Within a small group, you do life together. You meet regularly to discuss family, life, and the Bible, and within our church we have short term groups, as well as long term ones. The long term ones are meant to last a year or longer. This gives you time to really get to know the people you’re studying with. Gives you time to talk and learn about and from each other.

God designed us for community. For relationships. And not just to celebrate the good times. Friends are also there to help us through he difficult times. A small group comes together to support one another through triumphs and trials. They are meant to provide a safe space where we can grow in our faith and lean on one another. They can also provide wise counsel.

Why Not Just Rows?

Some may say, well that’s all well and good for some. But most of us? We’re busy. We’re lucky to make it to church on Sunday, the one day we dont’ have any games going on and no work to attend to outside the home. And now you’re saying that I need to attend yet another church related function during the week, too? I don’t think I can swing it.

And I get that. I do. We’re all busy taking kids to school, and going to work during the week. Then there’s practice in the afternoons and evenings, homework to attend to, and then Saturdays we have games. I get it.

But we all really need to have a small group that we can just be ourselves with.

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Circles refers to a small group, usually outside of church. Rows refers to pews, or seats, in Sunday service. While both are valuable, the idea behind it is that if you only come to church on Sunday, even if it’s EVERY Sunday, you’re missing out. The people to your left and the people to your right, they’re there for the same reason you are (most likely). To hear a message.

But church is more than a sermon, more than a weekly dose of wisdom and a lesson. It’s about this thing called COMMUNITY.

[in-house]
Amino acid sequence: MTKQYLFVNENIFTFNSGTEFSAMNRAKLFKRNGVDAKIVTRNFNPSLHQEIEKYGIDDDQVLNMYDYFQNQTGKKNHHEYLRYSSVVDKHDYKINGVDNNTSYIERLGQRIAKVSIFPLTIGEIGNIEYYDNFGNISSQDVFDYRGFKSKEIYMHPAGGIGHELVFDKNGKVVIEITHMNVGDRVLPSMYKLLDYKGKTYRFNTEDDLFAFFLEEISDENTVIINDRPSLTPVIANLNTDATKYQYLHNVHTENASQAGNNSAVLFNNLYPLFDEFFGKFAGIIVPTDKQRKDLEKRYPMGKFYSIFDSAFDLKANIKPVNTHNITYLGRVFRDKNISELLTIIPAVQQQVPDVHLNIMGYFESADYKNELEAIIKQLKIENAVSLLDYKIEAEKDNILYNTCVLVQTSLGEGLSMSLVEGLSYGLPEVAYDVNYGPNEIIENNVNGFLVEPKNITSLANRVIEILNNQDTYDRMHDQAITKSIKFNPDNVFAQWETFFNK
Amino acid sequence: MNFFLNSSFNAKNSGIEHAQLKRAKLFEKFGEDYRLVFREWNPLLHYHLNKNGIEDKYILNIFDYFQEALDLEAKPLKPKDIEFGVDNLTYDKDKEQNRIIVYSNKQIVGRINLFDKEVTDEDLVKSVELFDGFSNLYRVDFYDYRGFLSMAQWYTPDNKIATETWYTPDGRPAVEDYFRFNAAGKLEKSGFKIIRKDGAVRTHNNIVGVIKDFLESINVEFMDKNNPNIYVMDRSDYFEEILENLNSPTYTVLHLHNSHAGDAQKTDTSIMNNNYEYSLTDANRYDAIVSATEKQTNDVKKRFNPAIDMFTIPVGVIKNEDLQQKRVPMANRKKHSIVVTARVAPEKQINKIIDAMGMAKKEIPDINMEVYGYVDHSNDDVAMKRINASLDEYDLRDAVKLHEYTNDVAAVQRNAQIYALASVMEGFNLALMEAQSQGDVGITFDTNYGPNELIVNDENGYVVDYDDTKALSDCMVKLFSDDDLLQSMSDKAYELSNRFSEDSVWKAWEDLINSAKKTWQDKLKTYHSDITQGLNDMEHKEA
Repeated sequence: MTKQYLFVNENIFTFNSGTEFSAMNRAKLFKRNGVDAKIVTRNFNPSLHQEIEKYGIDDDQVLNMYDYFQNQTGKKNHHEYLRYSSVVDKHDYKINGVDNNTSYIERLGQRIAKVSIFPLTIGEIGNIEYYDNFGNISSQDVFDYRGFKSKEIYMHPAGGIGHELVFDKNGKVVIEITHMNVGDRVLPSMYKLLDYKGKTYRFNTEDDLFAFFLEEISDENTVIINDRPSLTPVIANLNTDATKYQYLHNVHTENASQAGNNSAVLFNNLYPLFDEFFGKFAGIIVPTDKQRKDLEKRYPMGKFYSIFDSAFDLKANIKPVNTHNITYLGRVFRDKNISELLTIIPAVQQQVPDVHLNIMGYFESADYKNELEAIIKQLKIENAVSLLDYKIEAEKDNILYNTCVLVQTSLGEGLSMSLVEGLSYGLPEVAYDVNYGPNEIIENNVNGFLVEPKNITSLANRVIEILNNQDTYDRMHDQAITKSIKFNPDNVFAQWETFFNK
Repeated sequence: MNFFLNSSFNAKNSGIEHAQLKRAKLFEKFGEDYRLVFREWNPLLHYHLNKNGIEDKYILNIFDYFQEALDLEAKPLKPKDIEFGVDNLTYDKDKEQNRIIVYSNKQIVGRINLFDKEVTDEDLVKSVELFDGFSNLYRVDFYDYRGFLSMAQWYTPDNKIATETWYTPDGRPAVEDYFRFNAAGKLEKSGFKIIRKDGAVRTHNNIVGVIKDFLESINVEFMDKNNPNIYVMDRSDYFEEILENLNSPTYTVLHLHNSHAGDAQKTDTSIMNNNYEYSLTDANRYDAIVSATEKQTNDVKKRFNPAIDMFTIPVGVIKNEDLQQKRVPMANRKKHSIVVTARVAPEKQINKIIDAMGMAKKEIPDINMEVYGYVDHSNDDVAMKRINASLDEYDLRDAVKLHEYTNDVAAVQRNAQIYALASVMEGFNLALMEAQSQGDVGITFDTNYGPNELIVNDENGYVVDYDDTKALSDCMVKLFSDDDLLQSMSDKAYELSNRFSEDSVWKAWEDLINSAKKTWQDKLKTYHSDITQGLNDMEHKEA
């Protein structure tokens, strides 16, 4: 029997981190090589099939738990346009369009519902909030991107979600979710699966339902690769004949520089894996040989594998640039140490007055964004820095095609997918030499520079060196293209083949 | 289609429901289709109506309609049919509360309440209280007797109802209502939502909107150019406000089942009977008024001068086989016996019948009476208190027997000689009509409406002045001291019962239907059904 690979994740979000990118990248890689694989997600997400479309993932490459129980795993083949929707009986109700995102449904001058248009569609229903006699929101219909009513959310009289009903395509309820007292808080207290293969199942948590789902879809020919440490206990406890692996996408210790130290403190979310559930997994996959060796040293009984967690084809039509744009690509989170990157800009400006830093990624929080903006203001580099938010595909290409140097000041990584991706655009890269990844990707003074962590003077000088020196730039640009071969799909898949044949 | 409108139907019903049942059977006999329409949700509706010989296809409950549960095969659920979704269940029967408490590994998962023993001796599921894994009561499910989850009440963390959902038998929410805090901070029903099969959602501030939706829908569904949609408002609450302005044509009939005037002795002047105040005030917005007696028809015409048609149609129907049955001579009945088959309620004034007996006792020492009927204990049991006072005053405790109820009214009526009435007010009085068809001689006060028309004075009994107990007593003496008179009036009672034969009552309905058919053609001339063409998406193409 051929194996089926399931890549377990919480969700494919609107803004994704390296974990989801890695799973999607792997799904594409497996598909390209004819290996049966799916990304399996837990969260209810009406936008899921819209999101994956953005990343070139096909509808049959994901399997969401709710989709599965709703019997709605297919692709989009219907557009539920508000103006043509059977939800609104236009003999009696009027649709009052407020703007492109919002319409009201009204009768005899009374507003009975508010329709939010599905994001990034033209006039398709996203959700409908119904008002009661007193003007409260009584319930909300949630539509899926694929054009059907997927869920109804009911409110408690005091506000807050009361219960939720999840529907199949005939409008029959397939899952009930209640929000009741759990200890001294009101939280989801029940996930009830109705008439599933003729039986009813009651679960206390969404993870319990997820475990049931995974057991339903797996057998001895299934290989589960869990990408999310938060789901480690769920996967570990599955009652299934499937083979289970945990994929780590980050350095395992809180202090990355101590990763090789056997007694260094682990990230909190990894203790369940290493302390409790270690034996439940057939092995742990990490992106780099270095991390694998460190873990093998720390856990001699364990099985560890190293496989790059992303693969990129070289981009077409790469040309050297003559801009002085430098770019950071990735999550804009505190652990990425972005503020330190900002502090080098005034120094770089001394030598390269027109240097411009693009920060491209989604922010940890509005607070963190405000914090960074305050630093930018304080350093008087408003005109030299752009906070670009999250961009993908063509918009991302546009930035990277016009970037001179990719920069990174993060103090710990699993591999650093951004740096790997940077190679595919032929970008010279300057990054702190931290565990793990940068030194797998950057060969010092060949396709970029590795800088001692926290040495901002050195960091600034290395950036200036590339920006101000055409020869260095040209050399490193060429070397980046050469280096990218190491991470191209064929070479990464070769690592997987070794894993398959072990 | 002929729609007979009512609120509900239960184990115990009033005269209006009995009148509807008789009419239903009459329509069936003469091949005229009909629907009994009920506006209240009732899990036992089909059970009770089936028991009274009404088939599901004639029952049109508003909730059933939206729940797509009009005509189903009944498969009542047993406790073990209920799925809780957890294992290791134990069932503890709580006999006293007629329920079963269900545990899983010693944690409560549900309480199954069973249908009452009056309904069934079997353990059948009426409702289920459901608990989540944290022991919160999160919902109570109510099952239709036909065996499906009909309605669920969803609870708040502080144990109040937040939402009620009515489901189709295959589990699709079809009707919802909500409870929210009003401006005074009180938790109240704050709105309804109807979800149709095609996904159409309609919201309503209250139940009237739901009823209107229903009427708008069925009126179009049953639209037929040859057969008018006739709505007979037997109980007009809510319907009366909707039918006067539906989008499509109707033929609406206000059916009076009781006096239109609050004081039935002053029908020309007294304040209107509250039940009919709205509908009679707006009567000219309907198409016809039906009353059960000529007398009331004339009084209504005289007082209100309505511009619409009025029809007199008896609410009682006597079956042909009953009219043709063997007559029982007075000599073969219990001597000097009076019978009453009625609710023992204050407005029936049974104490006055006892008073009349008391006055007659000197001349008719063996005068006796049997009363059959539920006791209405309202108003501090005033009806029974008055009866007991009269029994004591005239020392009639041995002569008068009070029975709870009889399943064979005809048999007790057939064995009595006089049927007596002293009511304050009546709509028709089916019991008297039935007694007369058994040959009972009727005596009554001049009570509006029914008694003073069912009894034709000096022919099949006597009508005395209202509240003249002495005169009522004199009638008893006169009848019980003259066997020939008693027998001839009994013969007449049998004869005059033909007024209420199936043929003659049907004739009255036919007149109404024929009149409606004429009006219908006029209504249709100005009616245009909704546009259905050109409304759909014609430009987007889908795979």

If you’re having a great season in life, or a really rough season in life, you want to be surrounded by people you can celebrate with or lean on.

It may be a change in finances, or a loss of a job or loved one.

It may be you got a promotion, got married, or had a baby.

Whatever your season, you need a friend. You need family.

And as well meaning as your “pew” neighbors are, they have no way of knowing about those great or awful life changes. But people in your circles do.

Circle Folks are Better

Circle friends know about your trials and your triumphs because they know you.

They meet with you during the week, they call, text, email, and more. They’re friends and accountability partners. They go to church with you and to work with you. Your kids go to school together. They live right next door. And these friends, they become family. Just like they did for us.

So how do you find a small group, a circle? Well, for my church, though every church differs on this, we hold what’s called GroupLink. And it’s held twice a year. GroupLink for us is an organized-chaos meeting to find, well, your group. And it can be based on geography, age, gender, family, and a host of other factors. The point is to try and bring people together who are all experiencing a similar phase of life together so that they can all relate and grow closer.

Here’s a brief video explaining it:

As Andy points out from the guest speaker/advertiser, some of the key quotes were, “We were a good couple, now we’re a GREAT couple” and “I have a full time job, she has a full time job, but in our busy schedule, our small group is the one thing we wouldn’t dare cut out.”

If you’re interested in finding a group of people to form true friendships with, a group that you can be yourself with, relax around, but that will also be there with you through life’s inevitable struggles, I would strongly encourage you to check into joining a small group. Because again, circles are better than rows. Wouldn’t you agree?